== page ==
I was too angry to write about this the other day, but the upshot is that USDA has given Monsanto permission to bully farmers into using genetically engineered “Roundup ready” alfalfa, just as the company has bullied farmers into using its genetically engineered soybeans and corn.
Simply put, Monsanto bases much of its business on the fact it has been able to obtain patents on plant genes, and thus, according to our perverted system of law, has the right to license seed from numerous edible plants. I believe Monsanto fancies itself as the Microsoft of the world’s food supply. It thinks every farmer and gardener should be forced to buy a license to rent Monsanto seeds.
Think of Monsanto seeds as Windows, and open-pollinated seeds as Linux, and you’ve about got the picture. Except, since the government allows Monsanto and other companies and universities to “patent” plant genes, it has given Monsanto the ability to, in effect, turn Linux into Windows.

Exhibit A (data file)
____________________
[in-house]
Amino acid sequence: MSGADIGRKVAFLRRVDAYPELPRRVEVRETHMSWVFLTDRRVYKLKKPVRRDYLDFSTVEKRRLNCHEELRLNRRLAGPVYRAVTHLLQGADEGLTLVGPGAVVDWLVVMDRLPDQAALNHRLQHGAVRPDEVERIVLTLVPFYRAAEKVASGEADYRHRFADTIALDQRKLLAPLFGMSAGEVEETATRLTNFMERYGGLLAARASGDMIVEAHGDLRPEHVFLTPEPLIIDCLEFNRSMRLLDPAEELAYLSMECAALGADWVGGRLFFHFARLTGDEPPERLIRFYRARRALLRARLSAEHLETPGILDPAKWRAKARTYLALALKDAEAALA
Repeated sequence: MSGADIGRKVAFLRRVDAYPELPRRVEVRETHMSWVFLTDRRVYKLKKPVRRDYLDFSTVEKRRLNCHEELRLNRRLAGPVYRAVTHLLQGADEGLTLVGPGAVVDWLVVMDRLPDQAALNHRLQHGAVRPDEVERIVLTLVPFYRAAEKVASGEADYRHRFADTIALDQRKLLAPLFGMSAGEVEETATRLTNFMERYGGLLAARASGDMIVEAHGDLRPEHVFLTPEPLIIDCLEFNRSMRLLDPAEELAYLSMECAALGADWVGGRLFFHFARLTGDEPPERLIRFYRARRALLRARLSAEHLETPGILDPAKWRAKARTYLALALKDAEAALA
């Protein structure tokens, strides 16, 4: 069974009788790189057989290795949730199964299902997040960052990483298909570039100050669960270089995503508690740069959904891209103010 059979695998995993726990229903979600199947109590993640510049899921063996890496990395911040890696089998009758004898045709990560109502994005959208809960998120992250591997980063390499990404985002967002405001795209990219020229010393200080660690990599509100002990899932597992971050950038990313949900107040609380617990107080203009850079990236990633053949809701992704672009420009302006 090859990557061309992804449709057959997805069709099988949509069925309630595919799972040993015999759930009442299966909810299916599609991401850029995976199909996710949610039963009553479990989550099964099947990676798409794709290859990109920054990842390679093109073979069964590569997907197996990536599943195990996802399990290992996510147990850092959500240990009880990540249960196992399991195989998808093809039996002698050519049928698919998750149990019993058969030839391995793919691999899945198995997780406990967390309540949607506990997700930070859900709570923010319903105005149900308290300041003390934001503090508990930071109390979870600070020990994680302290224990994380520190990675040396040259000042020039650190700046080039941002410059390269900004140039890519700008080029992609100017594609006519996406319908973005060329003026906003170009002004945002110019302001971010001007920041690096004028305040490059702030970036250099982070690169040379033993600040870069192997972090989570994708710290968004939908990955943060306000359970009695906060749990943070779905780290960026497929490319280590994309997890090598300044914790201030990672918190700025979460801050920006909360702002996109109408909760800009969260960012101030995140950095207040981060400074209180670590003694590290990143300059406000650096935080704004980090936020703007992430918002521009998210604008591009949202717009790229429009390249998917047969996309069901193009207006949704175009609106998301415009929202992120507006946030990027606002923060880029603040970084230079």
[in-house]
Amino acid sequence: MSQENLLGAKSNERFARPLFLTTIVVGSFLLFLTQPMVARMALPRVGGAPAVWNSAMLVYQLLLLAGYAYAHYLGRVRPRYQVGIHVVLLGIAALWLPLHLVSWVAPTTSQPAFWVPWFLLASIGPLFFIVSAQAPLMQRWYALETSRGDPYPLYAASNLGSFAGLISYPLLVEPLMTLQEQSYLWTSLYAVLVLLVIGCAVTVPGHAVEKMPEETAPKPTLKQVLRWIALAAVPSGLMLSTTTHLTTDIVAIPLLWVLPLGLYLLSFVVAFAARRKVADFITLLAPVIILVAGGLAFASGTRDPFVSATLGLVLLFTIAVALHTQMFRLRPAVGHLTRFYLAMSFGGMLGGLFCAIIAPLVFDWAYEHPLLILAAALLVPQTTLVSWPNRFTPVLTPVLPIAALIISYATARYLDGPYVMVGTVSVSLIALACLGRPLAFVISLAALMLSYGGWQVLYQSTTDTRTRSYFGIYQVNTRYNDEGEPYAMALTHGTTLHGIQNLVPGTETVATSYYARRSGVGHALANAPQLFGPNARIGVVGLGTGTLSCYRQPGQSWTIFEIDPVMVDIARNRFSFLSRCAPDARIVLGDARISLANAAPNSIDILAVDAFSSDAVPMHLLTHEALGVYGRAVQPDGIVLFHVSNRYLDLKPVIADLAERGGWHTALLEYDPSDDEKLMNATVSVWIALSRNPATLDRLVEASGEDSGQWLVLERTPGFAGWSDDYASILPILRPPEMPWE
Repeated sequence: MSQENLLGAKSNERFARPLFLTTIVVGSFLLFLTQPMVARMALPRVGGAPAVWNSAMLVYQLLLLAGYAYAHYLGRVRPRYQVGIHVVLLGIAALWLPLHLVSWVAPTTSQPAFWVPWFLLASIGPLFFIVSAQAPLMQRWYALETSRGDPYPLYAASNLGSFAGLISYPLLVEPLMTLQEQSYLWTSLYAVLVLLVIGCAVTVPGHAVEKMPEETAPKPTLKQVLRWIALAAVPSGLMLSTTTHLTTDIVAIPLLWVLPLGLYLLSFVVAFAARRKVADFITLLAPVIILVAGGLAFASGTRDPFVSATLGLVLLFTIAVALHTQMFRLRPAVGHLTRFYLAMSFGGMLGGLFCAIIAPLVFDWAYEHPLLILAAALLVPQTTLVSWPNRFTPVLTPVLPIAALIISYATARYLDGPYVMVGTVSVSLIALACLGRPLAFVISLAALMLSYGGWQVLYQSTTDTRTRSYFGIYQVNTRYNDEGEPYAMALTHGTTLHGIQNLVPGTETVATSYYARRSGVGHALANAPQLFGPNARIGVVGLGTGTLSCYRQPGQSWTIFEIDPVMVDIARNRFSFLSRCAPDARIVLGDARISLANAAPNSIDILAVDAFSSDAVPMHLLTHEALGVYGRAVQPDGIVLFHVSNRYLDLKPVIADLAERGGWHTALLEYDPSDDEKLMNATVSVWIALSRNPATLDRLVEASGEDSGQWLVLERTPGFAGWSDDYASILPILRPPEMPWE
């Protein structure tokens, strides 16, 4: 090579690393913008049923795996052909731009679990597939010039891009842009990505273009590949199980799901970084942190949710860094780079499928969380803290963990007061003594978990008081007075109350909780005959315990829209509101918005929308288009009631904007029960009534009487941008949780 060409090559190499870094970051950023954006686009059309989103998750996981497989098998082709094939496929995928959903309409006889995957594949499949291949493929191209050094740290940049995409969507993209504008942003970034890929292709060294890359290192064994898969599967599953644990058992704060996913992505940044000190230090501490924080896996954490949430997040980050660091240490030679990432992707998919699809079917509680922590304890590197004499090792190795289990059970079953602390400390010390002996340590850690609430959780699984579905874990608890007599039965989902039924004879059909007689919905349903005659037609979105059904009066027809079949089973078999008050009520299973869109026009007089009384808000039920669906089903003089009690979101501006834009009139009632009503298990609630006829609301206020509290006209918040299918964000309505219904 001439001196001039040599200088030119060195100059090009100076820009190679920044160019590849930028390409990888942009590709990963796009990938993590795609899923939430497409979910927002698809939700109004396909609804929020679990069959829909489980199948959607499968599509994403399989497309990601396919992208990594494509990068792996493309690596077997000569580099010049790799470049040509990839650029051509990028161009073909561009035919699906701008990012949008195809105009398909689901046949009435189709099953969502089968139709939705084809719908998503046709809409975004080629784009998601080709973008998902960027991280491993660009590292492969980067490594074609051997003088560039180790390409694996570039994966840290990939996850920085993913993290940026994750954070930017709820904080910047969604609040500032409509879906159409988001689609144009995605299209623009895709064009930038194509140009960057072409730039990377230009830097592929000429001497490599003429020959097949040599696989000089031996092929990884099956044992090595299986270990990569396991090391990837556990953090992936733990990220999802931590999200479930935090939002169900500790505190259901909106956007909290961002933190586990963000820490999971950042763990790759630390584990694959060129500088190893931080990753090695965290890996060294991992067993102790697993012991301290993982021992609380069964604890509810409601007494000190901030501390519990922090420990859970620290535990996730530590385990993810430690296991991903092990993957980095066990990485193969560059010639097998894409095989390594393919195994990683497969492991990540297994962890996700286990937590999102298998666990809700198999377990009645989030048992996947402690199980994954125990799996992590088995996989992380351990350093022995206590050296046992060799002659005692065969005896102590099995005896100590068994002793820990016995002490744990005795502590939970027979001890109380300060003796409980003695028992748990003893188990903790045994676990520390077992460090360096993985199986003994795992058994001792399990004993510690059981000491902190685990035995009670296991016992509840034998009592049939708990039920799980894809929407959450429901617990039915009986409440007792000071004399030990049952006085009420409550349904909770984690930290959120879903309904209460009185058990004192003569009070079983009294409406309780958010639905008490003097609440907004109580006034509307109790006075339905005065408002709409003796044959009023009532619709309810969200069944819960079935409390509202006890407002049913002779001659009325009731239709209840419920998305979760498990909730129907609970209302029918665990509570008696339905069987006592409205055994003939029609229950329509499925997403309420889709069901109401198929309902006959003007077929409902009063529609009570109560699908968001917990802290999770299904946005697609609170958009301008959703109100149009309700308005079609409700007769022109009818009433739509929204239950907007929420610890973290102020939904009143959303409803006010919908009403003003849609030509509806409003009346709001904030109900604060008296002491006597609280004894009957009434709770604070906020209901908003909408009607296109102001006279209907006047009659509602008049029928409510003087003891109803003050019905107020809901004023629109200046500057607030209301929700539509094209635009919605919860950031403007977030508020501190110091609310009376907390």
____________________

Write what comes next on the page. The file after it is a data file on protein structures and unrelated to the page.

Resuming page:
See, if a farmer grows alfalfa or corn or soybeans from open-pollinated seed – in a field right next to the same crop grown from Monsanto-patented seed, cross pollination from wind or bees is all but a certainty. Believe it or not, Monsanto sends its lawyers around and sues every seed-saving farmer it can get its hands on – claiming they are violating the Monsanto patent while all the open-pollinated farmer is doing is minding his own business.
And in case you think the big boys of bio-ag are going to stop after they get their fingers on everyone’s grain seed stocks, think again. They’ve already made a play on eggplants. Where does it end.
All of this, by the way, is aside from the fact that Monsanto’s “Roundup ready” genetically engineered Frankenstein plants don’t work in the long run. In the long run, they just result in “Roundup ready” super weeds that can’t be killed with mere pesticides.
The USDA decision is wrong on so many levels that it’s hard to know where to begin. Luckily, Rachel over at Dog Island Farm has laid it all out clearly and methodically. Read it and weep.
As for me, you can have my open-pollinated tomato seeds when you pry them from my cold, dead hands.